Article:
It was quite a breathtaking sight to see when we reached the top, and it felt good to be back somewhere that was familiar to me. As we made our way along the west side of the rim we got to see how the lake looks under various conditions. It changed from a silvery color when there were clouds overhead, to a deep blue as the clouds cleared off and the sun shone down upon the deep water. (1932 feet deep, deepest in the US and 7th deepest in the world!)

After hiking the west side of the lake, the trail departed the rim and continued north toward Mt Thielsen. As we neared Hwy 138, we were treated to a lightning and thunder show! It got as close as 1/4 mile, judging by the time between lightning and thunder, and the lightning was nearly blinding, and the thunder rumbled deeply. The thunder has continued off and on the rest of the evening as we are now camped. Luckily the storm(s) didn't bring much rain with their show.

Sent from the PCT

August 23, 2011

Start: 1806
End: 1830

Today was dominated by insects. From the beginning of today until now (laying in my tent) there has been a continuous stream of different annoying pests. It all started with mosquitos, which buzzed us all day, followed by flies at each snack stop, and finally there are crickets or some other such insects that are continuously buzzing/hissing/whoknowswhat. Thank goodness for earplugs!

Today we also hiked into Crater Lake National Park and picked up our resupply boxes, but have yet to actually reach the rim and see the lake. We stopped in at Mazama Village for our boxes and, fortuitously, a buffet dinner at the restaurant. We lounged around for a while prior to heading back towards the trail and finding a place to camp.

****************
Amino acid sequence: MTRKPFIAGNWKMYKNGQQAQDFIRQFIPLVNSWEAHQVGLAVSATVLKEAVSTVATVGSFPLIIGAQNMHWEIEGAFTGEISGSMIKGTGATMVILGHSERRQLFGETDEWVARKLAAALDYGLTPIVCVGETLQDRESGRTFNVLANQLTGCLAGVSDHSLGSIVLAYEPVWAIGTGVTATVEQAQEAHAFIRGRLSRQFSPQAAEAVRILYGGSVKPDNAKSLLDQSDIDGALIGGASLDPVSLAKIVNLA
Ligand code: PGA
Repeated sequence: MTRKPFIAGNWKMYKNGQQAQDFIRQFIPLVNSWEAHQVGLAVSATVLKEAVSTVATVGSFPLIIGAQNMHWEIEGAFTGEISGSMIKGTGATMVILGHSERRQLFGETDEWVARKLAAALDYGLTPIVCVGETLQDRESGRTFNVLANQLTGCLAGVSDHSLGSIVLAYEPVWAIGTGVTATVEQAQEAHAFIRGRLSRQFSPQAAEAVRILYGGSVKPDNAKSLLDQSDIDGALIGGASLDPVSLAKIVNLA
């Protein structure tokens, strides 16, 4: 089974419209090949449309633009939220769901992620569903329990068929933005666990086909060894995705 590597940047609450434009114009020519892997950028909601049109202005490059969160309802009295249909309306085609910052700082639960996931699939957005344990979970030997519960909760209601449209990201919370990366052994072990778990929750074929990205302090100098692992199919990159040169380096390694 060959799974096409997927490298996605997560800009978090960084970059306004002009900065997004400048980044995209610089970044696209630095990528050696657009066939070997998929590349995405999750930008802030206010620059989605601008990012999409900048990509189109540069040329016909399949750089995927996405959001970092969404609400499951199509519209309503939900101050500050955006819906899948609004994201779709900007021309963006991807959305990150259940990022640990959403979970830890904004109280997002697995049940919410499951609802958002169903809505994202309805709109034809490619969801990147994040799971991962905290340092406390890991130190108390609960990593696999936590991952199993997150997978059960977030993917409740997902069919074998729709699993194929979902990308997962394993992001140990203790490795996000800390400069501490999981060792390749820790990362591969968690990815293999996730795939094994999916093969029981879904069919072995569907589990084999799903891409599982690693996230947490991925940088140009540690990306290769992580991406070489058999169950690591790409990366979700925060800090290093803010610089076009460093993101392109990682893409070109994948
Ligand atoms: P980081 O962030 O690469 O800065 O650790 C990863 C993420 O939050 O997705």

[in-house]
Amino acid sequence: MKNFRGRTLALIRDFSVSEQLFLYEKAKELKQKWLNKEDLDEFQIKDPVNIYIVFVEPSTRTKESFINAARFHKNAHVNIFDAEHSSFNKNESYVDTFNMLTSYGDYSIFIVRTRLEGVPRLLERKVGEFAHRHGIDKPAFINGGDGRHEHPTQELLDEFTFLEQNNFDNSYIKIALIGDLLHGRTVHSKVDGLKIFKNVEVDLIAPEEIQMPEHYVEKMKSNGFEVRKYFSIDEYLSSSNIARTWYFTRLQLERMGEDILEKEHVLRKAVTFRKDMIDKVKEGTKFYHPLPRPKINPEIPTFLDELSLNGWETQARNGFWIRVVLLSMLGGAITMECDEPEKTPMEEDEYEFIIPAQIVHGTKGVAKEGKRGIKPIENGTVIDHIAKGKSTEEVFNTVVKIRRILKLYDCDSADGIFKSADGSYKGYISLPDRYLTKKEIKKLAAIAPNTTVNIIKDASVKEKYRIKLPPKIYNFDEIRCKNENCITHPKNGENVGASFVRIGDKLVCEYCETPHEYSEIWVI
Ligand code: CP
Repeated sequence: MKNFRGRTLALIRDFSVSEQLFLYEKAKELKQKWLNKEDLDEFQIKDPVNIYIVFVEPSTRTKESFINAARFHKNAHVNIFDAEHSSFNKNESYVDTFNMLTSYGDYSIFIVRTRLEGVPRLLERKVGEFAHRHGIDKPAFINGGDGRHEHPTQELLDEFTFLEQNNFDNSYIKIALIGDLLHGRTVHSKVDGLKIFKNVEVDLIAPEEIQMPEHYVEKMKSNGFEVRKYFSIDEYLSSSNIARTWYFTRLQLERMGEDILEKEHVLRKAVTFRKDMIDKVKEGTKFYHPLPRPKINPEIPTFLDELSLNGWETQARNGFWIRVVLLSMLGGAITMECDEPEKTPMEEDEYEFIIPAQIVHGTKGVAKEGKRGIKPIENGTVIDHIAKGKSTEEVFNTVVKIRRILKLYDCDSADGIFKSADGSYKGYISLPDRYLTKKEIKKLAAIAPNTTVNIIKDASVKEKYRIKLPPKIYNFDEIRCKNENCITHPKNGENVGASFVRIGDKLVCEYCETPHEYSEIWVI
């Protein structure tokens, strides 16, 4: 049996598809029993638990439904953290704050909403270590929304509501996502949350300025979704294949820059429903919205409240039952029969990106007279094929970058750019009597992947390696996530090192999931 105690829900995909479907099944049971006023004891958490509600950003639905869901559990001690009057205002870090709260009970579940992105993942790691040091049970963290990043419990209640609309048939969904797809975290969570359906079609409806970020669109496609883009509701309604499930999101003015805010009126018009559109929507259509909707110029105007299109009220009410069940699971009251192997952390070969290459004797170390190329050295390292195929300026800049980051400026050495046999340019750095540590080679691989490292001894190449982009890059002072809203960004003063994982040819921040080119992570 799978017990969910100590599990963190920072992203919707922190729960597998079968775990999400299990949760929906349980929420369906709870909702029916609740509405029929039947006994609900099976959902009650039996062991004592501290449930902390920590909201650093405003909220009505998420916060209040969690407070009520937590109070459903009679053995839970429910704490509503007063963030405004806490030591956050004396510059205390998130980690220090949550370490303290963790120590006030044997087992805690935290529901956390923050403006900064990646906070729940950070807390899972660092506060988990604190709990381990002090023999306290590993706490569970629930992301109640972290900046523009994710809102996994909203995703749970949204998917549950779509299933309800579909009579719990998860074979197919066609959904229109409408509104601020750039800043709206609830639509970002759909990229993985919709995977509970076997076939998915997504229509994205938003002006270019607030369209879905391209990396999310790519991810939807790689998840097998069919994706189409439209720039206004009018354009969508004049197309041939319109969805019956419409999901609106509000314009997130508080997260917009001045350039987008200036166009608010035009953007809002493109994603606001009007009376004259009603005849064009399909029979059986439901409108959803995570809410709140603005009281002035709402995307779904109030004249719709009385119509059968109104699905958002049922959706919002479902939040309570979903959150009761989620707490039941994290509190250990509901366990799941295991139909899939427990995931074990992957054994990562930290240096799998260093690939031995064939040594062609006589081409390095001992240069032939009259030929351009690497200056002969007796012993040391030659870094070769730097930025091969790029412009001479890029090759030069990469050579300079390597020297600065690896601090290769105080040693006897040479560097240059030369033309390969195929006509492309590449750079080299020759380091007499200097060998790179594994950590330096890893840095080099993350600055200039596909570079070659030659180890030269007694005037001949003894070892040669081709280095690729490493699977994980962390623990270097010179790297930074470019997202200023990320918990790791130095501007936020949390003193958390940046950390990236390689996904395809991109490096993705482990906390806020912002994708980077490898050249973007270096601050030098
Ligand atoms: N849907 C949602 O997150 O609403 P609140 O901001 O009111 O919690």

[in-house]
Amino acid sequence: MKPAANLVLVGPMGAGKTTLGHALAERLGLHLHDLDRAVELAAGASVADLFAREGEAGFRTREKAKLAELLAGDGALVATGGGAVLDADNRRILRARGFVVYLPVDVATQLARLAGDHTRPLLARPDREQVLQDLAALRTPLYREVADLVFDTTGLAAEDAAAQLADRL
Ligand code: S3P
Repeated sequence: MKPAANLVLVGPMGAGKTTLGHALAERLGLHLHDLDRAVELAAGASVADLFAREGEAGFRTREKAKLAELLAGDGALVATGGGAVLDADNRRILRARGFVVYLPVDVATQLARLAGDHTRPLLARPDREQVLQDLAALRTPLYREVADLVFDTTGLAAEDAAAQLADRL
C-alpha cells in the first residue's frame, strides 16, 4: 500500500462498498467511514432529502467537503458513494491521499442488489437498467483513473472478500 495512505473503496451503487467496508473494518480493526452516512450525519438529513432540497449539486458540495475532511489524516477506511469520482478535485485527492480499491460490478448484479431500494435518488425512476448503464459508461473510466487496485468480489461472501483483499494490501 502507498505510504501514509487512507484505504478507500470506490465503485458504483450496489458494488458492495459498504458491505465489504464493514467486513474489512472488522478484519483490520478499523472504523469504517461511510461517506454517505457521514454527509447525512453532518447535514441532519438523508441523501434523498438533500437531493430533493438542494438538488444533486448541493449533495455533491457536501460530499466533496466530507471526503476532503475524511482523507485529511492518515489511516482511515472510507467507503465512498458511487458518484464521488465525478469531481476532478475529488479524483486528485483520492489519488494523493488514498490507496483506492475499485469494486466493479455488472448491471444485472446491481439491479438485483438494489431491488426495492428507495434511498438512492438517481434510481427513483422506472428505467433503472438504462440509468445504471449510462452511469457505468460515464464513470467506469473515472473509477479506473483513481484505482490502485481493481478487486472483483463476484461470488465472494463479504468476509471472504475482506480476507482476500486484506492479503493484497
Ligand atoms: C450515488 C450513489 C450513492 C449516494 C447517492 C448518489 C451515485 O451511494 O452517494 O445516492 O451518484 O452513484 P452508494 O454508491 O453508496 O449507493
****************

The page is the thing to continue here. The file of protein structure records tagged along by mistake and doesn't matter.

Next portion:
Tomorrow I'll see the lake for the first time in 7 months, when it was draped in snow. I can't wait!

Sent from the PCT

August 20, 2011

Start: 1727
End: 1750

Today we got back on the trail after a wonderful time in Ashland. Mitzi gave us a ride back to the trail, and we were off!

The miles seemed to fly by fairly quickly today. Early in the day we passed near Pilot Rock, then continued through the rolling terrain to Hyatt Lake. The reason that things went so quickly for me is due to audio books. I started listening to "Catch Me If You Can" by Frank Abagnale, Jr., and it has been enthralling. The things he was able to get away with are amazing. The book has much more of his story than the movie, I can't wait to hear what happens next!

Just before we got to camp I started thinking a little bit about the end of the trail. I know there are still many miles, but yesterday we worked out our projected schedule for the rest of the trail (projected finish on September 28), and it seems much closer now than it did when we crossed the Oregon border a couple days ago. It's a little to sad to think it will be over in just over 5 weeks, but at the same time doing nothing for a few days in a row sounds pretty good too... Maybe after the Portland marathon. :)

Sent from the PCT

August 22, 2011

Start: 1776
End: 1806

I'd like to take a moment today to talk about food. I know, I know, nothing new here. This time though, it's about the resupplies. It seems that each resupply leads to two situations: feast or famine. Let me explain...

The last resupply from Seiad Valley to Ashland was a feast. I had my resupply box, plus food from two care packages, all of which I wanted to take with me, but more for future resupplies rather than the few days it would take to get to Ashland. It was great. I don't mind carrying a little "extra" weight if it means I can eat anytime I want.

This section, however, from Ashland to Crater Lake, has been the opposite. The first couple days were fine, but I realized yesterday that I only packed three cooked meals, rather than four, and the same for Clif bars. Since realizing this, I have been keeping careful track of what I've been eating so I can spread out my food consumption over the remaing time. It isn't all that big of a deal, but it's not as much fun when you have to ration. You can be sure that hiking out of Crater Lake I will have a feast for the next section!